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APAC Championship

Wearn Chong

First of all, I would like to congratulate the organizing team for a very well planned APAC Championships 2000. It was great to see the whole event run smoothly without any big problems, and everyone enjoying themselves, including the judges!

The APAC Championships in Hong Kong was a truly great experience for me. For about 3 days I was able to work with judges from all over the world, and the interaction was a great example of teamwork and team spirit. I was also happy to be able to work under Mark Brown again, the senior judge whom I got my Level 1 certification through in November 1999. Being able to also get my Level 2 under him during this event was a great feeling!

One of my experiences at this event involves handling people. I admire the way one of the senior judges, James, handled a fellow judge's behaviour. This judge, whom I shall call A, has a habit of interrupting people in midconversation, among other things. His behaviour was a source of great annoyance to those he worked with. Where most people would just avoid him, James was one who sought to help him improve and be a better person. He was tactful and considerate in the way he pointed out A's flaw and advised him on how to improve himself. From watching the way James handled that situation, I have been motivated to improve my own people-handling skills.

Working at the event, I have realized that I need to be more thorough in my understanding of the penalty guidelines, mainly in its philosophy and how to apply it. This came about when I was unable to see that a player was deliberately playing slowly after winning the first game when time was running out. The player who was affected complained to me after the match in the presence of the Head Judge, Chris Zantides and also my senior judge, Mark Brown. I didn't think the player was stalling. However, after talking to the Chris and Mark, and in hindsight, I have changed my opinion. I now realize I need to be able to use my judgment better to spot situations like this, although I take heart in the Chris' comment that calling a slow play/stalling situation is very hard.

I feel that one of the things that need to be improved in tournaments that have an international attendance is that players should be required to communicate clearly the relevant phases of their turn. This came up in a match between a Japanese player (A) and a Malaysian player (B).

Throughout the game that I was watching, both players frequently used a short hand wave to indicate their end of turn. A was playing Replenish while B was playing Accelerated/Control Blue, and the incident occurred in the dying minutes of the match (game 2) with B having won the first game and in control of the second. A was on low life and had an Opalessence and no other global enchantments, while B had a Masticore that was attacking every turn with lots of lands available.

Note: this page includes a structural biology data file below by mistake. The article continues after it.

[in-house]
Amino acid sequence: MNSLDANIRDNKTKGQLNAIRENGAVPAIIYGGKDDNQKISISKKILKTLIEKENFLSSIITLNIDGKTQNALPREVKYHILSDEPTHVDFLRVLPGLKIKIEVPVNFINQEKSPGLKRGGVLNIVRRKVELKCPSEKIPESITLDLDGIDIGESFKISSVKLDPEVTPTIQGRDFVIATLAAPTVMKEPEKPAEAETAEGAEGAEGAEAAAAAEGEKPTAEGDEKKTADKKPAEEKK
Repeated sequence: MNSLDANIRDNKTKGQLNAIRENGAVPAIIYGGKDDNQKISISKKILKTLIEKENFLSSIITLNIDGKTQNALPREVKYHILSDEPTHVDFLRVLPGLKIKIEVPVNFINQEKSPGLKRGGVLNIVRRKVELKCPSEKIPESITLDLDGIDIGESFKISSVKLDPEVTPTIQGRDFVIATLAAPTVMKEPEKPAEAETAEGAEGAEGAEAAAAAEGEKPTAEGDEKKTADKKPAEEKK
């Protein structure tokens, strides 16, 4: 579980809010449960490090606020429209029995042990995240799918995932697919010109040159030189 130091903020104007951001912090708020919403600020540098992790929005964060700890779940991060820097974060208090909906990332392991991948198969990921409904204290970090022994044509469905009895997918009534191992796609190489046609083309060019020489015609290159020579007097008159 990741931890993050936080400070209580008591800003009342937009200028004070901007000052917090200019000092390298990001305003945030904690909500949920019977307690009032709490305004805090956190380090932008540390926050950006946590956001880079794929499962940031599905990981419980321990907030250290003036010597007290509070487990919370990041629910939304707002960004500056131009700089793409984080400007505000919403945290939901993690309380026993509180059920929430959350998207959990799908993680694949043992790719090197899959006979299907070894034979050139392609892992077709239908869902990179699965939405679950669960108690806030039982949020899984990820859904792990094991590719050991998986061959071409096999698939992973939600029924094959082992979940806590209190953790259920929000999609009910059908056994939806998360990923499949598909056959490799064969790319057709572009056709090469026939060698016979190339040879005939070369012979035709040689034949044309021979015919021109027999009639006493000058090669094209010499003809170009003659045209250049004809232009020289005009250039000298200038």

It was A's turn and he played Attunement, which B allowed. A then gestured and B thought that signaled him ending his turn. B then activated Masticore's ability to kill the Attunement. A responded by using Attunement. After drawing and discarding, A then cast a Parallax Wave. This is where the dispute began. Looking at the match, I thought that A also indicated ending his turn. However, A explained to Ron Foster (a senior judge from Japan) that he was only asking whether B was going to counter the Attunement, not indicating that it was end of turn. B disputed that and said that A had indicated ending his turn.

Ron ruled that it was a miscommunication and so allowed A to continue with his main phase. This created a significant disadvantage for B as he did not have enough mana left to kill the Parallax Wave. With the Wave in play, A removed the Masticore and proceeded to win the game from there on. As such, the match ended in a draw. Listening to the background talk, it was clear that many spectators felt that the ruling was unfair to B as he was about to win.

Talking to Ron, I understand the reason for his ruling. And the miscommunication could truly have been the case. However there is the possibility that A could have used language barriers as a means of gaining unfair advantage. He could bend situations to his advantage using 'language' problems just as in the situation above. I can foresee this being a method of cheating, and it is almost impossible to catch. How about requiring players to clearly state phases and steps, i.e. draw, attack, end etc. so that such situations do not arise? The concern is mainly with the end step as many players with and without language barriers use hand gestures to indicate ending their turn. Perhaps this requirement should be added to the tournament rules?

Well, that's about all that I have to report regarding my experiences and happenings throughout the APAC Championships. Being able to work with an international selection of players and judges was a great experience, and one that I hope to take part in again in the future.

Wearn Chong
Level 1 Judge (going to Level 2!)

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